Photo: Andreana Bitsis | Styling: Jessy Scarpone

How To Make Your Easter More Sustainable

Easter is a holiday with a lot of stuff-- and often, a lot of that stuff ends up as waste in a landfill.

Easter is a holiday with a lot of stuff— and often, a lot of that stuff ends up as waste in a landfill. Even some of the seemingly innocuous aspects of Easter– like the candy– have far reaching environmental consequences. Apart from the unethical practices of the larger candy companies, candy can generate a lot of waste with its packaging, and most easter eggs are made out of plastic that can’t be composted or recycled.

Not wanting to forsake a beloved holiday, we put together our guide to celebrating Easter in its true spirit: embracing nature.

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Photo: Andreana Bitsis | Styling: Jessy Scarpone

Upgrade Your Eggs

If you’re going the traditional easter egg route, break out of your shell and try sourcing local eggs this year instead of buying whatever’s cheapest around the corner. Head to your local farmers market to pick some up– it may cost a few extra bucks, but you might make a new farmer friend in the process. If there are no local options, head to the store and opt for free-range eggs.

For your hunt, avoid cheap plastic eggs, which tend to break easily and aren’t recyclable in some places. Instead, look for products like [easyazon_link identifier=”B017RNK59S” locale=”US” nw=”y” tag=”gardcoll03-20″]Eco Eggs[/easyazon_link], which are made from 100% renewable content. (Plus, Eco Eggs is a woman-owned business!)

Photo: Andreana Bitsis

Opt For Au Natural Egg Dye

When dyeing, you can try making your own dye from various plant based products you might have in your kitchen, or else you can try picking up a pre-made eco egg dye option. We’re particularly fond of [easyazon_link identifier=”B003EG9U30″ locale=”US” nw=”y” tag=”gardcoll03-20″]Eco Kids kit[/easyazon_link], which comes with a grass growing kit in addition to the dyes.

Photo: Andreana Bitsis | Styling: Jessy Scarpone

Use Real Grass (And Better Baskets)

When it comes to stuffing your basket, there are plenty of alternatives to that strange, green, stringy plastic that seems to wind up everywhere. Make the stuffing part of the gift by using a live plant like [easyazon_link identifier=”B01J8FHLQI” locale=”US” nw=”y” tag=”gardcoll03-20″]cat grass[/easyazon_link], which you can sprout yourself on the cheap for a lush bed of green. Or, if you’re looking for an option that doesn’t need to be watered, try organically grown grass (there are even brands that actively support sustainable economies!) or dyed wool or yarn (which can be reused year to year).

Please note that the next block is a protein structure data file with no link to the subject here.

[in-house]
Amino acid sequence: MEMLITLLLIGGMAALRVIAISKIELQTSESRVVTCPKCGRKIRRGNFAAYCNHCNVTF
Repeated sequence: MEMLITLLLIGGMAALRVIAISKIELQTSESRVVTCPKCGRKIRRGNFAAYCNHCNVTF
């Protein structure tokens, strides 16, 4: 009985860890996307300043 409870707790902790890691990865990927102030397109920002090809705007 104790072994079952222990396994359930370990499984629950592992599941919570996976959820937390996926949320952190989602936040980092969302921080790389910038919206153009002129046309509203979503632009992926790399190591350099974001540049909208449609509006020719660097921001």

As for the basket itself, instead of buying the same cheap basket year after year, invest in a basket that can do the work year-round. We’re personally fond of our statement basket collection, which brings a chic flare to the classic woven basket.

Photo: Andreana Bitsis | Styling: Jessy Scarpone

Fill ‘Em Up (The Right Way)

Like Valentine’s Day, Easter is a holiday that involves a lot of candy. While we try to keep our intake to minimum, there are some occasions when you just can’t deny the rush. So if you are going in on the sweets (and– let’s be real– it’s happening), look for botanically based chocolates, [easyazon_link identifier=”B00FDM6S1A” locale=”US” nw=”y” tag=”gardcoll03-20″]fair trade chocolates[/easyazon_link], or sweets made [easyazon_link identifier=”B003V5V5J6″ locale=”US” tag=”gardcoll03-20″]only with fruits[/easyazon_link].

Looking for a sugar-free option? Coloring books are an engaging way to embrace the season– plus they can reduce stress and improve focus. Pack up a set of [easyazon_link identifier=”185669979X” locale=”US” tag=”gardcoll03-20″]postcards[/easyazon_link] or a [easyazon_link identifier=”1780674880″ locale=”US” tag=”gardcoll03-20″]booklet[/easyazon_link] for a long lasting gift. (We also have one you can print for yourself!)

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